meet, by the way, shows that the owners
and managers of the big racing stables J
recognize the fact that amateur racing:
contains instruction a3 well as sport. Of
course. It Is not likely that there will be
any Tod Sloans, on the runners, but, as a
horsemen said yesterday, it is possible, for
winners of fast mile heats to pick up a
few points from the work of men who
drive for pleasure only on the road and
t for a cup on the track; also that amateur
racing never lacks excitement, and no
meet is without Its sport. If hi3 opinion
Is that of all horsemen, there Is plenty
of sport in store for Portland. The Hunt
Club will haye lis meet on the 7th, and
the Riverside Driving- Club on the 14th.
As there Is considerable rivalry between
the owners of 'fiorses entered for both
meets, spirited contests may be expected.
Irvington was about as lively last week
as it Is in midwinter Fred Fisher; of
The Dalles, sent down Edmund S., by
Zombro, but W. H. Bradford, who took
charge of him. decided to keep him out
of employment until warmer weather sets
In. Then, lie says, Edmund will do a
stunt. The rain tired Chris Simpson, and
he was not as energetic as usual, but his
horses were. Working with Ora Guy
and McBrier, Alta Norte mado a mile in
2.27& without any pressing.
Walla Walla Is making a bid for some
prizes this year. W. A. Cushman has
eight runners which he will send over
the Northwest circuit. Charles Naylor
l.as Tom Ronan, by Alexis, and has en
tered blm for the 2-year-old stake at Salem-
Fred Baddelcy and William Hogo
boom have a number of good horses which
they will put on the track.
New3 comes from Pendleton that Star
kay Is feeling better this year than he
ever has. He has stepped an eighth at a
two-minute gait, and some of the people
in the neighborhood aro wondering why
Starkweather docs not put him on the
-o , t m m
J. Casey, sub.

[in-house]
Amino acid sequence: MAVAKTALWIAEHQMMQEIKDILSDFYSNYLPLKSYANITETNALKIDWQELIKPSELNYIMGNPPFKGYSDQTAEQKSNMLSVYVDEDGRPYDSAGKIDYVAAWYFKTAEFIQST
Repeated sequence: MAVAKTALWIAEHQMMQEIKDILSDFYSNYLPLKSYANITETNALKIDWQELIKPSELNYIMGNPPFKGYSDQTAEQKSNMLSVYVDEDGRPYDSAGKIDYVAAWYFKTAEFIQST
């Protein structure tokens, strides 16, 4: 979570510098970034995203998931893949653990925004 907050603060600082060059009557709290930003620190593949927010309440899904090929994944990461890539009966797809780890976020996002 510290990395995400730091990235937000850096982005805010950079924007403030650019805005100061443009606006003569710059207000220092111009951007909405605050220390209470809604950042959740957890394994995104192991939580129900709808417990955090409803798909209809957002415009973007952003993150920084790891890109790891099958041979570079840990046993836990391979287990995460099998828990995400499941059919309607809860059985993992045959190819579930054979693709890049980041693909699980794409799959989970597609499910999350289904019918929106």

ST. MIckel. lb.
S. McBlmey. p.
scaoa. After defeating the Cheroawa
nine. The nine's latest ictoriea have
circuit. Mount Hood has gone an
eighth in 0.16. and he made tne last quar
ter in 0:33. He has worked a last half In
1.0S, and he moves as if he intended to
make the Eastern horses take a rear seat.
Gua La Fontaine will have his runners
out. A few days ago he put Pauline un
der the saddle for the first time this
Spring, and she made a half in 0:53.
Amcng the sales of horses recorded last
week.were those of the Wilkes gelding
Myron, by G. A. We3tgate. of Albany, to
E. L. Thompson, of Portland, and tha
pacer. J. P. Adams, trial. 2:12. and the
trotters .Gayscne. 2:18; McKinley, Jr.. 2:21,
and Gyr Falcon. 2:40, by T. S. Griffith, of
Spokane, to C. D. Jeffries, as agent. It
is not known who Jeffries represents, but
it Is said that the purchases were made
for Eastern parties.
Here are a few of tho men who will.
It Is reported, conduct the bualncs of
tho Sheriffs offlce If John Driscoll Is
elected: Thomas McNamee. Chief Dep
uty; David B. Mackie. Chief Deputy In
the tax-collecting department. halng
the handling of ?1.230.00O -of public
money each yearr Paddy.Maher. Frank
D. Hennessy. Hush Denison. Da you
COLLEGES FAIL TO AGREE.
Pacific University and Pacific Col
lege Fall Ont Over Diacns Throw.
&EWBERG. June 1. The track athletes
of Pacific College are considerably dis
gruntled over the treatment received at
the hands of Pacific University In Forest
Grdvc, on May 24. A dual field meet had
heed arranged between the two Institu
tions, and the local team Journeyed to
Forest Grove td participate in the sport.
Upon going- on the field Captain Henter
was informed that Pacific University
wished to add the discus throw to the or
der of events. The Ncwberg bo5'3 object
ed to this, as they had never practiced
with the dl3cus, and they believed that
adding such an event would give Forest
Grove on unfair advantage. Captain
Heater steadily refused to allow the discus
throw to be included, and Manager Gib
son, of Forest Grove, declared that
his team would not participate In
the meet, unless the disputed evnt
be Included. No agreement was
reached, ea the meet was called off. Tho
Newberg boys, say they never dreamed of
having a discus throw until they arrived
in Forest Grove, where they were treated
In a most unsportsmanlike manner.
- North Yakima Won, 7 to 0.
NORTH YAKIMA, Wash., June 1.
Owing to a decision of the -umpire, tho